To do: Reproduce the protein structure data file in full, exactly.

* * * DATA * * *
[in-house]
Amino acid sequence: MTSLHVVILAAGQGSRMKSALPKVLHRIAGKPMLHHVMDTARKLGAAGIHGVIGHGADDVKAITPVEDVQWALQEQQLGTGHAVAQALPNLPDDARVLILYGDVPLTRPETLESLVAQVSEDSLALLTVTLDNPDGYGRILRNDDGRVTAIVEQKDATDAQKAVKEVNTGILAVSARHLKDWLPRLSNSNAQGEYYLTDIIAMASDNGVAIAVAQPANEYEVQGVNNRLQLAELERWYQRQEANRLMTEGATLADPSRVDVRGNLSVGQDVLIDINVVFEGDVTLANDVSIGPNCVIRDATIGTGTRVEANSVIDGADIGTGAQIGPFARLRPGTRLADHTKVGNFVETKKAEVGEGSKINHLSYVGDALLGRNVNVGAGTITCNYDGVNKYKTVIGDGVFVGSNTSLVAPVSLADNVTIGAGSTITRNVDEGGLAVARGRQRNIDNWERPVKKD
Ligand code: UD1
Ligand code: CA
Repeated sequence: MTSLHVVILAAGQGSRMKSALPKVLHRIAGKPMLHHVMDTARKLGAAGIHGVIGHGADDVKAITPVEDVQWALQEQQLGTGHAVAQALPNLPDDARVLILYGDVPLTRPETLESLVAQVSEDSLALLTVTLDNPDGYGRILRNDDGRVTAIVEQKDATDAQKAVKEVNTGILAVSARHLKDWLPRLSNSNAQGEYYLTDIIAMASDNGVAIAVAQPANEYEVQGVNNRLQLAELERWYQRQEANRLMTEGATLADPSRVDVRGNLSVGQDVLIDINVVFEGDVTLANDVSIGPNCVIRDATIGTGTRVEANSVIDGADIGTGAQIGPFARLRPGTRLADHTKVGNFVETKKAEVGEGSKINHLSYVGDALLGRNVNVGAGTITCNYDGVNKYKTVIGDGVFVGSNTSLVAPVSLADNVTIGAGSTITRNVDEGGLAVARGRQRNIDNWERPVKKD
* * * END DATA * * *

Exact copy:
[in-house]
Amino acid sequence: MTSLHVVILAAGQGSRMKSALPKVLHRIAGKPMLHHVMDTARKLGAAGIHGVIGHGADDVKAITPVEDVQWALQEQQLGTGHAVAQALPNLPDDARVLILYGDVPLTRPETLESLVAQVSEDSLALLTVTLDNPDGYGRILRNDDGRVTAIVEQKDATDAQKAVKEVNTGILAVSARHLKDWLPRLSNSNAQGEYYLTDIIAMASDNGVAIAVAQPANEYEVQGVNNRLQLAELERWYQRQEANRLMTEGATLADPSRVDVRGNLSVGQDVLIDINVVFEGDVTLANDVSIGPNCVIRDATIGTGTRVEANSVIDGADIGTGAQIGPFARLRPGTRLADHTKVGNFVETKKAEVGEGSKINHLSYVGDALLGRNVNVGAGTITCNYDGVNKYKTVIGDGVFVGSNTSLVAPVSLADNVTIGAGSTITRNVDEGGLAVARGRQRNIDNWERPVKKD
Ligand code: UD1
Ligand code: CA
Repeated sequence: MTSLHVVILAAGQGSRMKSALPKVLHRIAGKPMLHHVMDTARKLGAAGIHGVIGHGADDVKAITPVEDVQWALQEQQLGTGHAVAQALPNLPDDARVLILYGDVPLTRPETLESLVAQVSEDSLALLTVTLDNPDGYGRILRNDDGRVTAIVEQKDATDAQKAVKEVNTGILAVSARHLKDWLPRLSNSNAQGEYYLTDIIAMASDNGVAIAVAQPANEYEVQGVNNRLQLAELERWYQRQEANRLMTEGATLADPSRVDVRGNLSVGQDVLIDINVVFEGDVTLANDVSIGPNCVIRDATIGTGTRVEANSVIDGADIGTGAQIGPFARLRPGTRLADHTKVGNFVETKKAEVGEGSKINHLSYVGDALLGRNVNVGAGTITCNYDGVNKYKTVIGDGVFVGSNTSLVAPVSLADNVTIGAGSTITRNVDEGGLAVARGRQRNIDNWERPVKKD